I’m a fan of Bob Cordery’s The Portable Wargame. It provides a way to play conclusive and dramatic battles without getting bogged down in byzantine rules. The game suits sparring tabletop generals and the solo hobbyist. However in my efforts to play it remotely (eg on VASSAL), there is one particular aspect that I’ve been mulling over.
When a unit is hit, the defending unit rolls to see whether they must either:
- take the damage
- choose between taking the damage or retreating
nb Higher quality troops are more likely to have the choice of holding or retreating.
I like this rule as it gives the non-active player an opportunity to make tactical decisions during the active player’s turn. However for games that are played remotely, this is a potential snagging point if the players are not present at the same time. In such asynchronous situations, the active player may have to wait on the non-active player communicating their wishes before the active player’s turn can be completed. This isn’t arduous but it does slow the flow of each turn that involves combat. Which in a wargame, can be numerous.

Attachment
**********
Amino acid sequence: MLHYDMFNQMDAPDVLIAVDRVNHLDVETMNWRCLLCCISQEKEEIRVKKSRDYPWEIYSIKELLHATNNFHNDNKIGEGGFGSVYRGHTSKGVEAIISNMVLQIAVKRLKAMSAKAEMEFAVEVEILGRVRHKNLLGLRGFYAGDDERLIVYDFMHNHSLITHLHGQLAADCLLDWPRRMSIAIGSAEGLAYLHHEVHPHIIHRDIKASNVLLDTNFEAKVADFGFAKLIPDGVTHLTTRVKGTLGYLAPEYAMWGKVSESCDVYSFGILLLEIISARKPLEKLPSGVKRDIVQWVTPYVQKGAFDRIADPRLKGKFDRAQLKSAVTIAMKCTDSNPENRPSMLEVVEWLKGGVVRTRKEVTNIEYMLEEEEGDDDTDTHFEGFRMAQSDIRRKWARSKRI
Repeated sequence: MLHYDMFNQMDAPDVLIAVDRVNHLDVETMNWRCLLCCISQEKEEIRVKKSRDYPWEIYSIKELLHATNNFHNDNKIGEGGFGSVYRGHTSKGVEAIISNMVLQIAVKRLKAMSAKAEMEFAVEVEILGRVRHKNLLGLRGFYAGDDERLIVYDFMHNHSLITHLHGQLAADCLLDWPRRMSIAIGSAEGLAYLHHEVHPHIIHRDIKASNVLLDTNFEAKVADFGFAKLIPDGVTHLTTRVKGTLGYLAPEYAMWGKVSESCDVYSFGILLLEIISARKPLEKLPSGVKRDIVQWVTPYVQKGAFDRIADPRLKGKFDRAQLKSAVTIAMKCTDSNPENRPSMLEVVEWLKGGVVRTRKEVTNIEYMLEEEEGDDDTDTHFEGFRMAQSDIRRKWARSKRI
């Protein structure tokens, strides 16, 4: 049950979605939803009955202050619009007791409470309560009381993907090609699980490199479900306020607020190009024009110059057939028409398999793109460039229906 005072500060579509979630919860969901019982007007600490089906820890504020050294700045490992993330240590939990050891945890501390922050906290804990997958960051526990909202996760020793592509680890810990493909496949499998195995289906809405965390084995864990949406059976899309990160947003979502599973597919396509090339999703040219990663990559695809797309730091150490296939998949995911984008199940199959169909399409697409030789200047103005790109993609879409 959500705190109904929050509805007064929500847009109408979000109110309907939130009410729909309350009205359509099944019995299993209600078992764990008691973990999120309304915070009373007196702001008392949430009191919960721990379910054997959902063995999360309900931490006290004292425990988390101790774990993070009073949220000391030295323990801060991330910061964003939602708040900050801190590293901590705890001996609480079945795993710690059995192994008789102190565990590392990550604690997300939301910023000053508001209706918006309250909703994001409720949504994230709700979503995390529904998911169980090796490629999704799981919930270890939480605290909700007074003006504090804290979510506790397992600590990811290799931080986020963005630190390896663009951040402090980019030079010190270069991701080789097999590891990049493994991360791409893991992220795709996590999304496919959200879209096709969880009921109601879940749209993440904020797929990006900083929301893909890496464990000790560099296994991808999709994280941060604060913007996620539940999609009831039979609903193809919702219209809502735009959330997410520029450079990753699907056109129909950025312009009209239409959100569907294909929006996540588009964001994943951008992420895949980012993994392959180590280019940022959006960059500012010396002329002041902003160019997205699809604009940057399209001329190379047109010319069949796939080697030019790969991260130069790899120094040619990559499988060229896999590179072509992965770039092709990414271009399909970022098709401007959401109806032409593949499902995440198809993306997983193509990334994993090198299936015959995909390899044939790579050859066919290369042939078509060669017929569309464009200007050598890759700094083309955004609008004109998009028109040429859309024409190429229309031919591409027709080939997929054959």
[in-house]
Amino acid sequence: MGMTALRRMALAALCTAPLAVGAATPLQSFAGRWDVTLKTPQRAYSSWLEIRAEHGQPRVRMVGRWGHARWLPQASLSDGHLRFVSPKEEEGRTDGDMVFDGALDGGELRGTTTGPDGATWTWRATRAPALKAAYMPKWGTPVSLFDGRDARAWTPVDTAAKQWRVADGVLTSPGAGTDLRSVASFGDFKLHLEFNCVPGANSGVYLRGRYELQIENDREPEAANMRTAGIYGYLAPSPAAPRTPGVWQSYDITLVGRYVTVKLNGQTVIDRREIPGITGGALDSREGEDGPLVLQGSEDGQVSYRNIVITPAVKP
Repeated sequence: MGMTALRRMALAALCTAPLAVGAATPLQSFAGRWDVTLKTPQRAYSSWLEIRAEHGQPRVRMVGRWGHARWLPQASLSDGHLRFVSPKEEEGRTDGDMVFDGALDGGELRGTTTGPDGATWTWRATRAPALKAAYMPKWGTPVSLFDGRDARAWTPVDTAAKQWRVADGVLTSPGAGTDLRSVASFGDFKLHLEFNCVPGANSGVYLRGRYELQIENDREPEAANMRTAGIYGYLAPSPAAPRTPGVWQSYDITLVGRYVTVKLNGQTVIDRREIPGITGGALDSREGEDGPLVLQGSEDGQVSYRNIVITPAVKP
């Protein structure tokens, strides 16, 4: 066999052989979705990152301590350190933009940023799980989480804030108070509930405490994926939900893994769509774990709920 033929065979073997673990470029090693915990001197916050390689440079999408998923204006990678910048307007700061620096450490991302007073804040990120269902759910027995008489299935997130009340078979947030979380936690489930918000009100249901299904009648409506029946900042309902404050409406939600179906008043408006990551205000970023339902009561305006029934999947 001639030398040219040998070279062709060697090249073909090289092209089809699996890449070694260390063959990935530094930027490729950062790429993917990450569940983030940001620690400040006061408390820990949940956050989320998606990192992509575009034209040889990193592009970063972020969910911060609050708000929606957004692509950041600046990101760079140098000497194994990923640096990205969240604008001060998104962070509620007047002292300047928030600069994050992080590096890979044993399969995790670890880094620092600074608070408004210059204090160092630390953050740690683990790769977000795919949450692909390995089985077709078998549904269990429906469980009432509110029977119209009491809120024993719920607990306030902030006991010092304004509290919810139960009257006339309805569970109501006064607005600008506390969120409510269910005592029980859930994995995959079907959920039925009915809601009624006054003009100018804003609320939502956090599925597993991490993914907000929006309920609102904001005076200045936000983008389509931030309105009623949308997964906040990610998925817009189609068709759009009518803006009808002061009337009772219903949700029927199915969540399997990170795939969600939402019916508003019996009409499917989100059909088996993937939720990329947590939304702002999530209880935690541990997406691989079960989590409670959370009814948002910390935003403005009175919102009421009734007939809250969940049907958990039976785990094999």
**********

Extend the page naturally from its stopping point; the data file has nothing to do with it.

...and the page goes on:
So here are some thoughts on possible guidelines (which could be adopted if both sides are in agreement) to help determine what a defending unit will do, when given a choice:
- A defending unit will hold a strategic position if there’s a chance that reinforcements will arrive before all is lost.
- A defending unit will retreat from a strategic position, if holding it would mean that the unit is lost.
- If not in a strategic position, a defending unit will retreat towards a stronger position, or towards friendly lines (whichever is closer).
- If there is any doubt as to which direction a retreating unit should move, it should be directly away from the attacking unit and not closer towards any other enemy unit.
You would of course have to agree before the battle, which locations were strategic positions. But hopefully this should be quite apparent whilst surveying the battlefield. Towns, bridges, hills, fieldworks and fortifications would be likely candidates. Woods overlooking open ground could be advantageous positions too depending on the map.
Hopefully these guidelines will be of use to anyone wanting to streamline their remote play, or indeed the solo gamer who sees merit in reducing the bias that they may have whilst playing “the enemy”.